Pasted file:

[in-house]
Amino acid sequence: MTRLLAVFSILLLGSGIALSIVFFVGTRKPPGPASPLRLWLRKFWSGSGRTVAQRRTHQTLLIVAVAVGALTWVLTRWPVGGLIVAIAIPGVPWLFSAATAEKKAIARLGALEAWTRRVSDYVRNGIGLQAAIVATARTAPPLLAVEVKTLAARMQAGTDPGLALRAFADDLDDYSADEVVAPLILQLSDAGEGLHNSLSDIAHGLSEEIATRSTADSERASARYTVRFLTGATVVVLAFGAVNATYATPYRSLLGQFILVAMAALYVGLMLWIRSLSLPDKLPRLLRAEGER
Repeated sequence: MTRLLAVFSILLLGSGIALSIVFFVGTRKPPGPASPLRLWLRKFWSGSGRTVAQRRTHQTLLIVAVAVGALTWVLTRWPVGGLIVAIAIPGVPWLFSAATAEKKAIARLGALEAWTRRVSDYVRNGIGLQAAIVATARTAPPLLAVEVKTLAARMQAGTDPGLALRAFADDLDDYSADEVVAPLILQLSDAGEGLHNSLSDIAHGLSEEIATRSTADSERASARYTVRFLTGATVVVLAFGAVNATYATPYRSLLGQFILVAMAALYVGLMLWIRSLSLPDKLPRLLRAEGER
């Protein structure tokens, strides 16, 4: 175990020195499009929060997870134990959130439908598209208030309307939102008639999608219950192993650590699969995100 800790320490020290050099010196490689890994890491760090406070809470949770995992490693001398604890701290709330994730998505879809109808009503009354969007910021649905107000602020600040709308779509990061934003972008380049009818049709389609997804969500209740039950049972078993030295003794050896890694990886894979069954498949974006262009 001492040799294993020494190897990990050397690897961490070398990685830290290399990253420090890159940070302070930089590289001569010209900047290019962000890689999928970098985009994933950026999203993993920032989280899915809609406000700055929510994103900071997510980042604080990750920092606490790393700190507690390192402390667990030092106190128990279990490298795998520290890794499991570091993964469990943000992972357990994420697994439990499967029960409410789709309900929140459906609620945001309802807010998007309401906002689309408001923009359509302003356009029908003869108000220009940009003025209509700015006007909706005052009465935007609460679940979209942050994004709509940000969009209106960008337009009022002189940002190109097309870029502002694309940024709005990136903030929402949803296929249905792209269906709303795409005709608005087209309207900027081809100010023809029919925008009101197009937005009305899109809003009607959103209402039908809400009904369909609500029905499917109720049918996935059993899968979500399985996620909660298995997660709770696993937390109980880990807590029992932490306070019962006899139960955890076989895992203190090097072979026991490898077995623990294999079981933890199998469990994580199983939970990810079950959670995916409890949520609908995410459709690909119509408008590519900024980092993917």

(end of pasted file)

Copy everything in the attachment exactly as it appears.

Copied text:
[in-house]
Amino acid sequence: MTRLLAVFSILLLGSGIALSIVFFVGTRKPPGPASPLRLWLRKFWSGSGRTVAQRRTHQTLLIVAVAVGALTWVLTRWPVGGLIVAIAIPGVPWLFSAATAEKKAIARLGALEAWTRRVSDYVRNGIGLQAAIVATARTAPPLLAVEVKTLAARMQAGTDPGLALRAFADDLDDYSADEVVAPLILQLSDAGEGLHNSLSDIAHGLSEEIATRSTADSERASARYTVRFLTGATVVVLAFGAVNATYATPYRSLLGQFILVAMAALYVGLMLWIRSLSLPDKLPRLLRAEGER
Repeated sequence: MTRLLAVFSILLLGSGIALSIVFFVGTRKPPGPASPLRLWLRKFWSGSGRTVAQRRTHQTLLIVAVAVGALTWVLTRWPVGGLIVAIAIPGVPWLFSAATAEKKAIARLGALEAWTRRVSDYVRNGIGLQAAIVATARTAPPLLAVEVKTLAARMQAGTDPGLALRAFADDLDDYSADEVVAPLILQLSDAGEGLHNSLSDIAHGLSEEIATRSTADSERASARYTVRFLTGATVVVLAFGAVNATYATPYRSLLGQFILVAMAALYVGLMLWIRSLSLPDKLPRLLRAEGER
């Protein structure tokens, strides 16, 4: 175990020195499009929060997870134990959130439908598209208030309307939102008639999608219950192993650590699969995100 800790320490020290050099010196490689890994890491760090406070809470949770995992490693001398604890701290709330994730998505879809109808009503009354969007910021649905107000602020600040709308779509990061934003972008380049009818049709389609997804969500209740039950049972078993030295003794050896890694990886894979069954498949974006262009 001492040799294993020494190897990990050397690897961490070398990685830290290399990253420090890159940070302070930089590289001569010209900047290019962000890689999928970098985009994933950026999203993993920032989280899915809609406000700055929510994103900071997510980042604080990750920092606490790393700190507690390192402390667990030092106190128990279990490298795998520290890794499991570091993964469990943000992972357990994420697994439990499967029960409410789709309900929140459906609620945001309802807010998007309401906002689309408001923009359509302003356009029908003869108000220009940009003025209509700015006007909706005052009465935007609460679940979209942050994004709509940000969009209106960008337009009022002189940002190109097309870029502002694309940024709005990136903030929402949803296929249905792209269906709303795409005709608005087209309207900027081809100010023809029919925008009101197009937005009305899109809003009607959103209402039908809400009904369909609500029905499917109720049918996935059993899968979500399985996620909660298995997660709770696993937390109980880990807590029992932490306070019962006899139960955890076989895992203190090097072979026991490898077995623990294999079981933890199998469990994580199983939970990810079950959670995916409890949520609908995410459709690909119509408008590519900024980092993917």